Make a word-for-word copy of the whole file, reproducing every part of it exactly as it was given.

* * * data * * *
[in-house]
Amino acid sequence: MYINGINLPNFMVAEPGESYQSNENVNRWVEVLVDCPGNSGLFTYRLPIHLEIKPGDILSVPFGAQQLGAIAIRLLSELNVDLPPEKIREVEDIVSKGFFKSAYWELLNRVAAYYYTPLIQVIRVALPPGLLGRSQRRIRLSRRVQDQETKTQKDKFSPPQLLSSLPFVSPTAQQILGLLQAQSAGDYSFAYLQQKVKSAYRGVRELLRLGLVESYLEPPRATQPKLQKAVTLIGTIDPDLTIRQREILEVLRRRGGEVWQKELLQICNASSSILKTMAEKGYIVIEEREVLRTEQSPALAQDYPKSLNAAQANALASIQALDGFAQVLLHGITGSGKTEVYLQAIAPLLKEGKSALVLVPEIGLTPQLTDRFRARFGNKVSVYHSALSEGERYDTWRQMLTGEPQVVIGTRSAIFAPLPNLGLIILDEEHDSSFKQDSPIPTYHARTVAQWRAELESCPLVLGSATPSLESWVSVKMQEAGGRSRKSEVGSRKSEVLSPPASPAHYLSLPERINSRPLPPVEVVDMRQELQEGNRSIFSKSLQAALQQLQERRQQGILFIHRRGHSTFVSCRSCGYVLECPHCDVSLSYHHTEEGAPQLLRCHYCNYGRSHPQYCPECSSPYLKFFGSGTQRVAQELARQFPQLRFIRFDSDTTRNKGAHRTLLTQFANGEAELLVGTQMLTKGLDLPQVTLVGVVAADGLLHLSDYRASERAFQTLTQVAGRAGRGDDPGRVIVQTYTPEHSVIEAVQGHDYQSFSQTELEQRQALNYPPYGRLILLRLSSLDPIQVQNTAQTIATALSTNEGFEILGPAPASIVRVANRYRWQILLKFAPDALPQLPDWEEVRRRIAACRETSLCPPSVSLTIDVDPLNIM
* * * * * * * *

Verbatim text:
[in-house]
Amino acid sequence: MYINGINLPNFMVAEPGESYQSNENVNRWVEVLVDCPGNSGLFTYRLPIHLEIKPGDILSVPFGAQQLGAIAIRLLSELNVDLPPEKIREVEDIVSKGFFKSAYWELLNRVAAYYYTPLIQVIRVALPPGLLGRSQRRIRLSRRVQDQETKTQKDKFSPPQLLSSLPFVSPTAQQILGLLQAQSAGDYSFAYLQQKVKSAYRGVRELLRLGLVESYLEPPRATQPKLQKAVTLIGTIDPDLTIRQREILEVLRRRGGEVWQKELLQICNASSSILKTMAEKGYIVIEEREVLRTEQSPALAQDYPKSLNAAQANALASIQALDGFAQVLLHGITGSGKTEVYLQAIAPLLKEGKSALVLVPEIGLTPQLTDRFRARFGNKVSVYHSALSEGERYDTWRQMLTGEPQVVIGTRSAIFAPLPNLGLIILDEEHDSSFKQDSPIPTYHARTVAQWRAELESCPLVLGSATPSLESWVSVKMQEAGGRSRKSEVGSRKSEVLSPPASPAHYLSLPERINSRPLPPVEVVDMRQELQEGNRSIFSKSLQAALQQLQERRQQGILFIHRRGHSTFVSCRSCGYVLECPHCDVSLSYHHTEEGAPQLLRCHYCNYGRSHPQYCPECSSPYLKFFGSGTQRVAQELARQFPQLRFIRFDSDTTRNKGAHRTLLTQFANGEAELLVGTQMLTKGLDLPQVTLVGVVAADGLLHLSDYRASERAFQTLTQVAGRAGRGDDPGRVIVQTYTPEHSVIEAVQGHDYQSFSQTELEQRQALNYPPYGRLILLRLSSLDPIQVQNTAQTIATALSTNEGFEILGPAPASIVRVANRYRWQILLKFAPDALPQLPDWEEVRRRIAACRETSLCPPSVSLTIDVDPLNIM